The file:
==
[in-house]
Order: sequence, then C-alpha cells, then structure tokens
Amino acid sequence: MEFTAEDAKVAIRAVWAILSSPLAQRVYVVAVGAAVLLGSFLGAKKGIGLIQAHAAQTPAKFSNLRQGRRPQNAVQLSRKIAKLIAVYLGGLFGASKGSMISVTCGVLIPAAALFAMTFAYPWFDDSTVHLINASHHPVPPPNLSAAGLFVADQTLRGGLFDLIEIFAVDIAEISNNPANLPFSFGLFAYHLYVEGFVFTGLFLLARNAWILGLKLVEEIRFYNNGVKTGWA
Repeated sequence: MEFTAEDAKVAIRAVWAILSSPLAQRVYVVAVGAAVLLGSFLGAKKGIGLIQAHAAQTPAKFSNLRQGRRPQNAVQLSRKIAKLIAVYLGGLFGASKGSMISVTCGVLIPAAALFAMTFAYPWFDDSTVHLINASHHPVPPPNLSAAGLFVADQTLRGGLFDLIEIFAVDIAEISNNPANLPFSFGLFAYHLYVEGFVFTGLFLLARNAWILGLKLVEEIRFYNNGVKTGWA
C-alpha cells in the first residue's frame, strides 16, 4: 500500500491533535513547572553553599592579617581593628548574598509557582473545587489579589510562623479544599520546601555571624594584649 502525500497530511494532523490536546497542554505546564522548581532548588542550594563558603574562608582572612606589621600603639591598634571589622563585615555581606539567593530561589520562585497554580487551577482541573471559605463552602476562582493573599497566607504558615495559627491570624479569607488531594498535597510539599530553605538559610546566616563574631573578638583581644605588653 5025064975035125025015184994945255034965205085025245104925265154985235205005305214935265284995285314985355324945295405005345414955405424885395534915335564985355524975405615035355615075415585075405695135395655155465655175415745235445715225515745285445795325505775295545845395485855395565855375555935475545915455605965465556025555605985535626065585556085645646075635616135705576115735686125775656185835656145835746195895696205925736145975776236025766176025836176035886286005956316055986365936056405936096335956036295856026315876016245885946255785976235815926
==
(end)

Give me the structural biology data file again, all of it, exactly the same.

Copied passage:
[in-house]
Order: sequence, then C-alpha cells, then structure tokens
Amino acid sequence: MEFTAEDAKVAIRAVWAILSSPLAQRVYVVAVGAAVLLGSFLGAKKGIGLIQAHAAQTPAKFSNLRQGRRPQNAVQLSRKIAKLIAVYLGGLFGASKGSMISVTCGVLIPAAALFAMTFAYPWFDDSTVHLINASHHPVPPPNLSAAGLFVADQTLRGGLFDLIEIFAVDIAEISNNPANLPFSFGLFAYHLYVEGFVFTGLFLLARNAWILGLKLVEEIRFYNNGVKTGWA
Repeated sequence: MEFTAEDAKVAIRAVWAILSSPLAQRVYVVAVGAAVLLGSFLGAKKGIGLIQAHAAQTPAKFSNLRQGRRPQNAVQLSRKIAKLIAVYLGGLFGASKGSMISVTCGVLIPAAALFAMTFAYPWFDDSTVHLINASHHPVPPPNLSAAGLFVADQTLRGGLFDLIEIFAVDIAEISNNPANLPFSFGLFAYHLYVEGFVFTGLFLLARNAWILGLKLVEEIRFYNNGVKTGWA
C-alpha cells in the first residue's frame, strides 16, 4: 500500500491533535513547572553553599592579617581593628548574598509557582473545587489579589510562623479544599520546601555571624594584649 502525500497530511494532523490536546497542554505546564522548581532548588542550594563558603574562608582572612606589621600603639591598634571589622563585615555581606539567593530561589520562585497554580487551577482541573471559605463552602476562582493573599497566607504558615495559627491570624479569607488531594498535597510539599530553605538559610546566616563574631573578638583581644605588653 5025064975035125025015184994945255034965205085025245104925265154985235205005305214935265284995285314985355324945295405005345414955405424885395534915335564985355524975405615035355615075415585075405695135395655155465655175415745235445715225515745285445795325505775295545845395485855395565855375555935475545915455605965465556025555605985535626065585556085645646075635616135705576115735686125775656185835656145835746195895696205925736145975776236025766176025836176035886286005956316055986365936056405936096335956036295856026315876016245885946255785976235815926